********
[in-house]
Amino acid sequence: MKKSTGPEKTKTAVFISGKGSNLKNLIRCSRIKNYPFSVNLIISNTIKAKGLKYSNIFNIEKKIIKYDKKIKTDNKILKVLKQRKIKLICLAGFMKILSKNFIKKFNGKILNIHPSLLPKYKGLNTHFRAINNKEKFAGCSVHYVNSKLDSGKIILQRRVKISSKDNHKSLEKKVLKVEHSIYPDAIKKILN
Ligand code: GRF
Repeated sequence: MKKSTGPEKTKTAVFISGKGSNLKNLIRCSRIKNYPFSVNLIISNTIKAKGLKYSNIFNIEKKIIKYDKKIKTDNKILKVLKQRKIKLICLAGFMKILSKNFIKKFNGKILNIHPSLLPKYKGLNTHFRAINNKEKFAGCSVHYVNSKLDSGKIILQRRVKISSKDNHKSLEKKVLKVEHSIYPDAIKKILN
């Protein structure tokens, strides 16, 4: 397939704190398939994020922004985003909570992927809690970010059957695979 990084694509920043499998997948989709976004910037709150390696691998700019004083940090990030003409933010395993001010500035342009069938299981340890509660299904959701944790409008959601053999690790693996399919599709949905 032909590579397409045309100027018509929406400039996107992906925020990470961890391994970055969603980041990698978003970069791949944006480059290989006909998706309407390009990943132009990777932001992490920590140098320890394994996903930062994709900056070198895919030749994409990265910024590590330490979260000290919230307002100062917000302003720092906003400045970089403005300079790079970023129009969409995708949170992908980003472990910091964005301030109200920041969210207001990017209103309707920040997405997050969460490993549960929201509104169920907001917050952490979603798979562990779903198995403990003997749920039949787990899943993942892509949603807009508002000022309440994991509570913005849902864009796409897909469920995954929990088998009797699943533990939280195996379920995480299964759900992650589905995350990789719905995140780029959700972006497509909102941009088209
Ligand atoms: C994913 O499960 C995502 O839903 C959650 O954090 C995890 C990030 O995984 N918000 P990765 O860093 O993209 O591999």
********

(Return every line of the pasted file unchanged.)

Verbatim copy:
[in-house]
Amino acid sequence: MKKSTGPEKTKTAVFISGKGSNLKNLIRCSRIKNYPFSVNLIISNTIKAKGLKYSNIFNIEKKIIKYDKKIKTDNKILKVLKQRKIKLICLAGFMKILSKNFIKKFNGKILNIHPSLLPKYKGLNTHFRAINNKEKFAGCSVHYVNSKLDSGKIILQRRVKISSKDNHKSLEKKVLKVEHSIYPDAIKKILN
Ligand code: GRF
Repeated sequence: MKKSTGPEKTKTAVFISGKGSNLKNLIRCSRIKNYPFSVNLIISNTIKAKGLKYSNIFNIEKKIIKYDKKIKTDNKILKVLKQRKIKLICLAGFMKILSKNFIKKFNGKILNIHPSLLPKYKGLNTHFRAINNKEKFAGCSVHYVNSKLDSGKIILQRRVKISSKDNHKSLEKKVLKVEHSIYPDAIKKILN
């Protein structure tokens, strides 16, 4: 397939704190398939994020922004985003909570992927809690970010059957695979 990084694509920043499998997948989709976004910037709150390696691998700019004083940090990030003409933010395993001010500035342009069938299981340890509660299904959701944790409008959601053999690790693996399919599709949905 032909590579397409045309100027018509929406400039996107992906925020990470961890391994970055969603980041990698978003970069791949944006480059290989006909998706309407390009990943132009990777932001992490920590140098320890394994996903930062994709900056070198895919030749994409990265910024590590330490979260000290919230307002100062917000302003720092906003400045970089403005300079790079970023129009969409995708949170992908980003472990910091964005301030109200920041969210207001990017209103309707920040997405997050969460490993549960929201509104169920907001917050952490979603798979562990779903198995403990003997749920039949787990899943993942892509949603807009508002000022309440994991509570913005849902864009796409897909469920995954929990088998009797699943533990939280195996379920995480299964759900992650589905995350990789719905995140780029959700972006497509909102941009088209
Ligand atoms: C994913 O499960 C995502 O839903 C959650 O954090 C995890 C990030 O995984 N918000 P990765 O860093 O993209 O591999």